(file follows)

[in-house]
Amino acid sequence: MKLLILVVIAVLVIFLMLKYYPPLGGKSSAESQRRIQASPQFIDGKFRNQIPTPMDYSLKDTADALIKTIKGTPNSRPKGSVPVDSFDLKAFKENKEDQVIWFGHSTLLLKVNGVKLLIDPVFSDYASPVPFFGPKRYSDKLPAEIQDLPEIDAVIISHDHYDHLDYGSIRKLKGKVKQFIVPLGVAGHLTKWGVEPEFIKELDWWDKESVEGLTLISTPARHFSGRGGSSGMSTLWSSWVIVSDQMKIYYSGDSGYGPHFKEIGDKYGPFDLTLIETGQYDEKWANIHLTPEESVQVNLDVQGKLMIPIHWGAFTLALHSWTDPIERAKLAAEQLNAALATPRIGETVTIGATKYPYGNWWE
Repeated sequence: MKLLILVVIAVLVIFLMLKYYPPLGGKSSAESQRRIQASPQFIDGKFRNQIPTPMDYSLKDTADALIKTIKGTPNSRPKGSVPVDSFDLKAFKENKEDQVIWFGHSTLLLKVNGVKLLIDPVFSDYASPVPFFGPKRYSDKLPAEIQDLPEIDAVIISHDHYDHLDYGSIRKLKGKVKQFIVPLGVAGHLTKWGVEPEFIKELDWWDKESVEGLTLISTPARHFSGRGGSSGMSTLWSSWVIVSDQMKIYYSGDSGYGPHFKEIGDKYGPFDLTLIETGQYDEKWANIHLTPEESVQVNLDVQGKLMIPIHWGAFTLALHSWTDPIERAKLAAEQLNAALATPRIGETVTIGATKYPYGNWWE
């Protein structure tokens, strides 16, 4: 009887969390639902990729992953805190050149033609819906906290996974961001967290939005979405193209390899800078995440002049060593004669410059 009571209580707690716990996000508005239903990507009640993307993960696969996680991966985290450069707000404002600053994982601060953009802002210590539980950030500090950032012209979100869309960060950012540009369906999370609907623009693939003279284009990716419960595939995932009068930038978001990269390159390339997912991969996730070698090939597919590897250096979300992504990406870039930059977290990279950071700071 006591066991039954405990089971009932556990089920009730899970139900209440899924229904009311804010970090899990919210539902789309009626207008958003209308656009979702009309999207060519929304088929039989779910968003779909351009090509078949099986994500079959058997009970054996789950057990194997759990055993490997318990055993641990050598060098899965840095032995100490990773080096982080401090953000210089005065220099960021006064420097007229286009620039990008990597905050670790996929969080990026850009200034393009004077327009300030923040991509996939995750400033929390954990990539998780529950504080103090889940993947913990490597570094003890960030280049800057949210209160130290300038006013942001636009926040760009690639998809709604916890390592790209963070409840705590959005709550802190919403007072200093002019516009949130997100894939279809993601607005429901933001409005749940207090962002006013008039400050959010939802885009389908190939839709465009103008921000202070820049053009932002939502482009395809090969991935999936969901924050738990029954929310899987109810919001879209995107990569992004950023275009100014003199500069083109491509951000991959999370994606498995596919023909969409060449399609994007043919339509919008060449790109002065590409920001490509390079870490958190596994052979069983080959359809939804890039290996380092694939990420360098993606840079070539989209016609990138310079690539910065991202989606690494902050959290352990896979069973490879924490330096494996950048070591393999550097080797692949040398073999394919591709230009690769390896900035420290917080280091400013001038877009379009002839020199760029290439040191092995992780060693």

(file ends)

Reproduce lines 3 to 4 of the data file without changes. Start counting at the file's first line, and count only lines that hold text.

Repeated sequence: MKLLILVVIAVLVIFLMLKYYPPLGGKSSAESQRRIQASPQFIDGKFRNQIPTPMDYSLKDTADALIKTIKGTPNSRPKGSVPVDSFDLKAFKENKEDQVIWFGHSTLLLKVNGVKLLIDPVFSDYASPVPFFGPKRYSDKLPAEIQDLPEIDAVIISHDHYDHLDYGSIRKLKGKVKQFIVPLGVAGHLTKWGVEPEFIKELDWWDKESVEGLTLISTPARHFSGRGGSSGMSTLWSSWVIVSDQMKIYYSGDSGYGPHFKEIGDKYGPFDLTLIETGQYDEKWANIHLTPEESVQVNLDVQGKLMIPIHWGAFTLALHSWTDPIERAKLAAEQLNAALATPRIGETVTIGATKYPYGNWWE
């Protein structure tokens, strides 16, 4: 009887969390639902990729992953805190050149033609819906906290996974961001967290939005979405193209390899800078995440002049060593004669410059 009571209580707690716990996000508005239903990507009640993307993960696969996680991966985290450069707000404002600053994982601060953009802002210590539980950030500090950032012209979100869309960060950012540009369906999370609907623009693939003279284009990716419960595939995932009068930038978001990269390159390339997912991969996730070698090939597919590897250096979300992504990406870039930059977290990279950071700071 006591066991039954405990089971009932556990089920009730899970139900209440899924229904009311804010970090899990919210539902789309009626207008958003209308656009979702009309999207060519929304088929039989779910968003779909351009090509078949099986994500079959058997009970054996789950057990194997759990055993490997318990055993641990050598060098899965840095032995100490990773080096982080401090953000210089005065220099960021006064420097007229286009620039990008990597905050670790996929969080990026850009200034393009004077327009300030923040991509996939995750400033929390954990990539998780529950504080103090889940993947913990490597570094003890960030280049800057949210209160130290300038006013942001636009926040760009690639998809709604916890390592790209963070409840705590959005709550802190919403007072200093002019516009949130997100894939279809993601607005429901933001409005749940207090962002006013008039400050959010939802885009389908190939839709465009103008921000202070820049053009932002939502482009395809090969991935999936969901924050738990029954929310899987109810919001879209995107990569992004950023275009100014003199500069083109491509951000991959999370994606498995596919023909969409060449399609994007043919339509919008060449790109002065590409920001490509390079870490958190596994052979069983080959359809939804890039290996380092694939990420360098993606840079070539989209016609990138310079690539910065991202989606690494902050959290352990896979069973490879924490330096494996950048070591393999550097080797692949040398073999394919591709230009690769390896900035420290917080280091400013001038877009379009002839020199760029290439040191092995992780060693």